WHISKY BLACK CASE GOES TO COURT OF SESSION

Scotch Whisky – the ‘angel’s share’ causes black fungus to cling to nearby houses.

By Democrat reporter

Dumbarton and Lomond MSP Jackie Baillie has welcomed the news that a case against Diageo regarding whisky black has been allowed to proceed to the next stage at the Court of Session in Edinburgh.

This test case has been brought by a couple from Bonnybridge who claim that the ‘angel’s share’ of evaporated alcohol from a whisky bond has blighted their property. The couple have secured a ruling allowing them to proceed to the next stage of their case against Diageo.

The MSP has said that this is good news for many residents in Dumbarton and the Vale of Leven who have long been concerned that whisky black from the many local whisky production and storage facilities is having an effect on their homes.

Jackie has been pursuing the matter for a number of years with local residents, meeting with Chivas and the Scotch Whisky Association and has previously organised a meeting with the lawyer who is pursuing the case for the couple in Bonnybridge.

The MSP said: “This is good news for people in Dumbarton East and parts of the Vale of Leven. This sets the bar for whisky companies and proves that they must take the concerns of neighbours seriously.

“I am delighted that the judge has allowed the case to go to an evidential hearing and I hope that whisky companies will now pay attention.

“I remain in contact with the lawyer pursuing this case and will continue to monitor proceedings in the hope that this can set a precedent for future cases to be brought forward.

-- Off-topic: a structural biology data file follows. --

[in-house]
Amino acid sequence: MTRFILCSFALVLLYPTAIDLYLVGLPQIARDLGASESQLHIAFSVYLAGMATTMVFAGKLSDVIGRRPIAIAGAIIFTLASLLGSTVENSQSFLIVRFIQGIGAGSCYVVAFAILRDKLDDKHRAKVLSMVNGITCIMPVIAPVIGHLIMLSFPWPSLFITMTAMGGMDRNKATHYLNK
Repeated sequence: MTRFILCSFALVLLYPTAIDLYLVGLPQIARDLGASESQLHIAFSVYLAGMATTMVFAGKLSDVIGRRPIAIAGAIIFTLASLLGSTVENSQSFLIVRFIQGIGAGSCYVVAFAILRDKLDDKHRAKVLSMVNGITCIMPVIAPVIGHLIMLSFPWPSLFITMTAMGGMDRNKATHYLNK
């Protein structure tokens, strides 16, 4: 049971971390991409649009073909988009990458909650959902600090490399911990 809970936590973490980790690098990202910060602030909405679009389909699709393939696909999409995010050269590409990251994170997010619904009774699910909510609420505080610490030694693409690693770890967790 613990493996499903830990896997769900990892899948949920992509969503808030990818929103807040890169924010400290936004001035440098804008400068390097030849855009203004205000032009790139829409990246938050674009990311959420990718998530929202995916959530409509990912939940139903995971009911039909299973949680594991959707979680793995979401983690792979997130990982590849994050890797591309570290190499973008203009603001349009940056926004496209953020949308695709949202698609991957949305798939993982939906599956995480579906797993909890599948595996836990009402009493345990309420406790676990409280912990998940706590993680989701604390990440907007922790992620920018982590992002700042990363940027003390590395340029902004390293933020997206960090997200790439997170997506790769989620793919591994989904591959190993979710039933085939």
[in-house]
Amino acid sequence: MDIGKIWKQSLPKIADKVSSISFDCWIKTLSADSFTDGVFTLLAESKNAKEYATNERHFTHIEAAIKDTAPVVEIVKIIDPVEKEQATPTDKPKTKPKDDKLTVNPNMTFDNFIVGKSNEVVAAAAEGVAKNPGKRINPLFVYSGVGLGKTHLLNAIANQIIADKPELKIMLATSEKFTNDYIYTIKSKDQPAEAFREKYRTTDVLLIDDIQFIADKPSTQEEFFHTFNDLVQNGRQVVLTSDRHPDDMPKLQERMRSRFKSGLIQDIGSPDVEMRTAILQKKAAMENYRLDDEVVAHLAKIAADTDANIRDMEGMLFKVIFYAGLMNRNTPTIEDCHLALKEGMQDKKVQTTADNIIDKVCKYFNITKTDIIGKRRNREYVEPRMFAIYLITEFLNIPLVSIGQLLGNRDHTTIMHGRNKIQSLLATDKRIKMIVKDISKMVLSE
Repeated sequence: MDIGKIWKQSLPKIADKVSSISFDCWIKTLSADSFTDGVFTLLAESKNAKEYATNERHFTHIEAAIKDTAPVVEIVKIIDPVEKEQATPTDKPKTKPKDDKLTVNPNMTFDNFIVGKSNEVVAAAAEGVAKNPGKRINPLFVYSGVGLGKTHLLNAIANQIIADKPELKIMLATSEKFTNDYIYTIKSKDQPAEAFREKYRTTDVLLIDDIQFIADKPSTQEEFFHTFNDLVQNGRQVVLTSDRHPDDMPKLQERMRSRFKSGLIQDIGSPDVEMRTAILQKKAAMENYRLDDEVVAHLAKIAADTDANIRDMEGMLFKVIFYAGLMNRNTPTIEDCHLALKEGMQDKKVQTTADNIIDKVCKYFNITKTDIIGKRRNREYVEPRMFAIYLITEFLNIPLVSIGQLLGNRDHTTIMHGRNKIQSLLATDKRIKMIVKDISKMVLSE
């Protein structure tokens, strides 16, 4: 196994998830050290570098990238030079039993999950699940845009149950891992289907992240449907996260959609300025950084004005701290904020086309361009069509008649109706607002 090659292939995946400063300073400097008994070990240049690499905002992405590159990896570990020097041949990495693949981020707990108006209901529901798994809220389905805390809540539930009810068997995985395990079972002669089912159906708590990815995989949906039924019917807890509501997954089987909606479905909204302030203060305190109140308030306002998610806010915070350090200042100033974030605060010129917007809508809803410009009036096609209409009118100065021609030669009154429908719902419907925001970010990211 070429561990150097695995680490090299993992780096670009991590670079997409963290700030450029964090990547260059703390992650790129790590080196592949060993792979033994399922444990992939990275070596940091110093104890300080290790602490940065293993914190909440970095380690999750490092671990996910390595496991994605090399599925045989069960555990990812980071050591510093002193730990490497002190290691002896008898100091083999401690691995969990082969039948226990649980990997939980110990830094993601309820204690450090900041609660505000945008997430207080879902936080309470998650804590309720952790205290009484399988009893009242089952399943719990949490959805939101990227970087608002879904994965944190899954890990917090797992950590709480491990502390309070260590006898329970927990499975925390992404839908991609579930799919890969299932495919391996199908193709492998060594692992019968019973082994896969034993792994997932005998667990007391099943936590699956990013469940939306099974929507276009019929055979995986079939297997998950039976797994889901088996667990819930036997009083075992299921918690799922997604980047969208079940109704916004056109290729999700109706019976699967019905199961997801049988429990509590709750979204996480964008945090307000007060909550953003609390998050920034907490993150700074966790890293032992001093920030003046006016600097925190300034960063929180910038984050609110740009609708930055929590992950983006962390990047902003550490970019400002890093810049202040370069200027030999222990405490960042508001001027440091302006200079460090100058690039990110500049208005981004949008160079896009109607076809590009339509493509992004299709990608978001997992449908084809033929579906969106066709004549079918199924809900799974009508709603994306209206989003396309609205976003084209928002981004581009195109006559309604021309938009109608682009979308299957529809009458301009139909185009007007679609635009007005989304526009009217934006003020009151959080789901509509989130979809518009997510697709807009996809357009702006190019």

“It’s time that whisky companies took responsibility for the effect that whisky black can have on the homes of their neighbours.”


One thought on “WHISKY BLACK CASE GOES TO COURT OF SESSION

  1. If the bonded warehouses were there first( before the homes) , it’s difficult to understand just how homeowners can successfully claim against the Whisky companies – when it’s such a well known worldwide phenomenon!

    The residents may be better to claim against the local council for granting the h ousing planning permission, or even the house builder who proposed building next door to these warehouses .

    Someone needs to have done some due diligence on the building of homes next to existing bonded warehouses.

    IF the warehouses were later built beside , existing homes, that is a different matter.

    (I wish them good luck , as I too have family who have bought homes built near similar warehouses . )

    Like

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